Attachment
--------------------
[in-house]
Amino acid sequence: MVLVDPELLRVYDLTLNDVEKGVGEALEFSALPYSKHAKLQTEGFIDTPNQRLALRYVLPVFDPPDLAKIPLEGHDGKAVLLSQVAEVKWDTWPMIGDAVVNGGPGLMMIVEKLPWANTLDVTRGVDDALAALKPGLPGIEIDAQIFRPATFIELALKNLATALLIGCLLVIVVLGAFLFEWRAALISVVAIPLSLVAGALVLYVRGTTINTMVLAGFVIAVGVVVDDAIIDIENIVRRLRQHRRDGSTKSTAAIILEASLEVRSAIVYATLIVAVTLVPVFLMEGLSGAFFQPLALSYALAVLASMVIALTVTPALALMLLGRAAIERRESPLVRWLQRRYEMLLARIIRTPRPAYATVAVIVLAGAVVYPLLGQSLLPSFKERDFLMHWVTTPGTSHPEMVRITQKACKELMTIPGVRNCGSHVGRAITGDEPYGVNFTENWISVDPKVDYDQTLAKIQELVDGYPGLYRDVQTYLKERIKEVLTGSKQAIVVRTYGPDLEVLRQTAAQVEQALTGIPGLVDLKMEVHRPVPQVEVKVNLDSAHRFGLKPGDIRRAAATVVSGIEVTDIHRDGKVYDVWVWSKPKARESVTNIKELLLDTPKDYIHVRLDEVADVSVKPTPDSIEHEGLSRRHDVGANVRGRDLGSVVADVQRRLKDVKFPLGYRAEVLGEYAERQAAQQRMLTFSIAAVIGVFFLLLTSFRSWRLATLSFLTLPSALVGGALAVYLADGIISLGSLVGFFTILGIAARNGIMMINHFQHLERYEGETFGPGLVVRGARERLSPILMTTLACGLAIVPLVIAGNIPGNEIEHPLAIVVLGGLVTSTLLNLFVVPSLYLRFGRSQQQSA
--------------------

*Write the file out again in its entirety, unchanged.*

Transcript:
[in-house]
Amino acid sequence: MVLVDPELLRVYDLTLNDVEKGVGEALEFSALPYSKHAKLQTEGFIDTPNQRLALRYVLPVFDPPDLAKIPLEGHDGKAVLLSQVAEVKWDTWPMIGDAVVNGGPGLMMIVEKLPWANTLDVTRGVDDALAALKPGLPGIEIDAQIFRPATFIELALKNLATALLIGCLLVIVVLGAFLFEWRAALISVVAIPLSLVAGALVLYVRGTTINTMVLAGFVIAVGVVVDDAIIDIENIVRRLRQHRRDGSTKSTAAIILEASLEVRSAIVYATLIVAVTLVPVFLMEGLSGAFFQPLALSYALAVLASMVIALTVTPALALMLLGRAAIERRESPLVRWLQRRYEMLLARIIRTPRPAYATVAVIVLAGAVVYPLLGQSLLPSFKERDFLMHWVTTPGTSHPEMVRITQKACKELMTIPGVRNCGSHVGRAITGDEPYGVNFTENWISVDPKVDYDQTLAKIQELVDGYPGLYRDVQTYLKERIKEVLTGSKQAIVVRTYGPDLEVLRQTAAQVEQALTGIPGLVDLKMEVHRPVPQVEVKVNLDSAHRFGLKPGDIRRAAATVVSGIEVTDIHRDGKVYDVWVWSKPKARESVTNIKELLLDTPKDYIHVRLDEVADVSVKPTPDSIEHEGLSRRHDVGANVRGRDLGSVVADVQRRLKDVKFPLGYRAEVLGEYAERQAAQQRMLTFSIAAVIGVFFLLLTSFRSWRLATLSFLTLPSALVGGALAVYLADGIISLGSLVGFFTILGIAARNGIMMINHFQHLERYEGETFGPGLVVRGARERLSPILMTTLACGLAIVPLVIAGNIPGNEIEHPLAIVVLGGLVTSTLLNLFVVPSLYLRFGRSQQQSA